Science, Time and Space in the Late Nineteenth-Century Periodical Press
- 0 %
Der Artikel wird am Ende des Bestellprozesses zum Download zur Verfügung gestellt.

Science, Time and Space in the Late Nineteenth-Century Periodical Press

Movable Types
 EPUB
Sofort lieferbar | Lieferzeit:3-5 Tage I

Unser bisheriger Preis:ORGPRICE: 47,36 €

Jetzt 47,35 €*

ISBN-13:
9781351901697
Einband:
EPUB
Seiten:
251
Autor:
James Mussell
Serie:
The Nineteenth Century Series
eBook Typ:
Adobe Digital Editions
eBook Format:
EPUB
Kopierschutz:
Adobe DRM [Hard-DRM]
Sprache:
Englisch
Beschreibung:

James Mussell reads nineteenth-century scientific debates in light of recent theoretical discussions of scientific writing to propose a new methodology for understanding the periodical press in terms of its movements in time and space. That there is no disjunction between text and object is already recognized in science studies, Mussell argues; however, this principle should also be extended to our understanding of print culture within its cultural context. He provides historical accounts of scientific controversy, documents references to time and space in the periodical press, and follows magazines and journals as they circulate through society to shed new light on the dissemination and distribution of periodicals, authorship and textual authority, and the role of mediation in material culture. Well-known writers like H. G. Wells and Arthur Conan Doyle are discovered in new contexts, while other authors, publishers, editors, and scientists are discussed for the first time. Mussell is persuasive in showing how his methodology increases our understanding of the process of transformation and translation that underpins the production of print and informs current debates about the status of digital publication and the preservation of archival material in electronic forms. Adding to the book's usefulness are an extended bibliography and a discussion of recent debates regarding digital publication.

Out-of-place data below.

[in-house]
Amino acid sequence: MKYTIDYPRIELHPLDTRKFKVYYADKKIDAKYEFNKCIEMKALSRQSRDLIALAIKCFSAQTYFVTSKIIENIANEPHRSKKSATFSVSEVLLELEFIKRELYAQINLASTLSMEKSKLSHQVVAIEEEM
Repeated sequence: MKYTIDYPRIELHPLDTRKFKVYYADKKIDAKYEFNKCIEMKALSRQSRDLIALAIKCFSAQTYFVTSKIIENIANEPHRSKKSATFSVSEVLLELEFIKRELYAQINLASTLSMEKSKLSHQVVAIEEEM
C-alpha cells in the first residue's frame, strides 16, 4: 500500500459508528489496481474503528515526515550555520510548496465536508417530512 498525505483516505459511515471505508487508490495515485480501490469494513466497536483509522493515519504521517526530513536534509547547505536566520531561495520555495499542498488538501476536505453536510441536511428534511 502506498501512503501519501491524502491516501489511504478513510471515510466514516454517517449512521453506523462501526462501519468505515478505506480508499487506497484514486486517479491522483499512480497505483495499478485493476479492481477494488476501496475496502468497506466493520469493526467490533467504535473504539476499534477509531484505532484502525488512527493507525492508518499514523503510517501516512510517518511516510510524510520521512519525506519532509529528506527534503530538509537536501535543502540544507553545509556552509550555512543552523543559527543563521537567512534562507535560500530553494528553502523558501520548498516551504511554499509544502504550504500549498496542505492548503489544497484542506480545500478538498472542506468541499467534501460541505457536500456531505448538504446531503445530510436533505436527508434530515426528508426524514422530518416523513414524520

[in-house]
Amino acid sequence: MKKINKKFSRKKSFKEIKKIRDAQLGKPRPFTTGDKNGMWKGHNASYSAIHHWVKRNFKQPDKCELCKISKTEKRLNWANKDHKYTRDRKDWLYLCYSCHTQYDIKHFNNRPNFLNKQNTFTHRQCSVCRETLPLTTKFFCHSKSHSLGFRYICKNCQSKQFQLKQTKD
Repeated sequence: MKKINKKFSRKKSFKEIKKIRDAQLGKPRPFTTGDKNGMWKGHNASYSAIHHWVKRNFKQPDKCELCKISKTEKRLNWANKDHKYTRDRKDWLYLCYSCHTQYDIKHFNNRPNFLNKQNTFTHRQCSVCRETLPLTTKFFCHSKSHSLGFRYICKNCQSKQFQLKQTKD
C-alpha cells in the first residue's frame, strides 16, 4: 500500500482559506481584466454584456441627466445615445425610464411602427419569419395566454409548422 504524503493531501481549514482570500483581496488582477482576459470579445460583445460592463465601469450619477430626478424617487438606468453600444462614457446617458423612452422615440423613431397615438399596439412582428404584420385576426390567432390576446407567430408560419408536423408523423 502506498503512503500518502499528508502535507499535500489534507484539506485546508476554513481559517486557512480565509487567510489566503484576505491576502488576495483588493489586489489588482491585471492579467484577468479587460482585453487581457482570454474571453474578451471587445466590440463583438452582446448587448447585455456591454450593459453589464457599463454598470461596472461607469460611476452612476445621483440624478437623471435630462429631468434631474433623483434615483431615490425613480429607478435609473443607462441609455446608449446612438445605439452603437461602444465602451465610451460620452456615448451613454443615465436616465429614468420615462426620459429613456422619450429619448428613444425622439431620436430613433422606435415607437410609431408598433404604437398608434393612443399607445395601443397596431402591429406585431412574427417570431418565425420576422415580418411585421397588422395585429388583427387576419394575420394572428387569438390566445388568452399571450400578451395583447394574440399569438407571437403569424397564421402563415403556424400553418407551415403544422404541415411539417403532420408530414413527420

James Mussell reads nineteenth-century scientific debates in light of recent theoretical discussions of scientific writing to propose a new methodology for understanding the periodical press in terms of its movements in time and space. That there is no disjunction between text and object is already recognized in science studies, Mussell argues; however, this principle should also be extended to our understanding of print culture within its cultural context. He provides historical accounts of scientific controversy, documents references to time and space in the periodical press, and follows magazines and journals as they circulate through society to shed new light on the dissemination and distribution of periodicals, authorship and textual authority, and the role of mediation in material culture. Well-known writers like H. G. Wells and Arthur Conan Doyle are discovered in new contexts, while other authors, publishers, editors, and scientists are discussed for the first time. Mussell is persuasive in showing how his methodology increases our understanding of the process of transformation and translation that underpins the production of print and informs current debates about the status of digital publication and the preservation of archival material in electronic forms. Adding to the book's usefulness are an extended bibliography and a discussion of recent debates regarding digital publication.

Kunden Rezensionen

Zu diesem Artikel ist noch keine Rezension vorhanden.
Helfen sie anderen Besuchern und verfassen Sie selbst eine Rezension.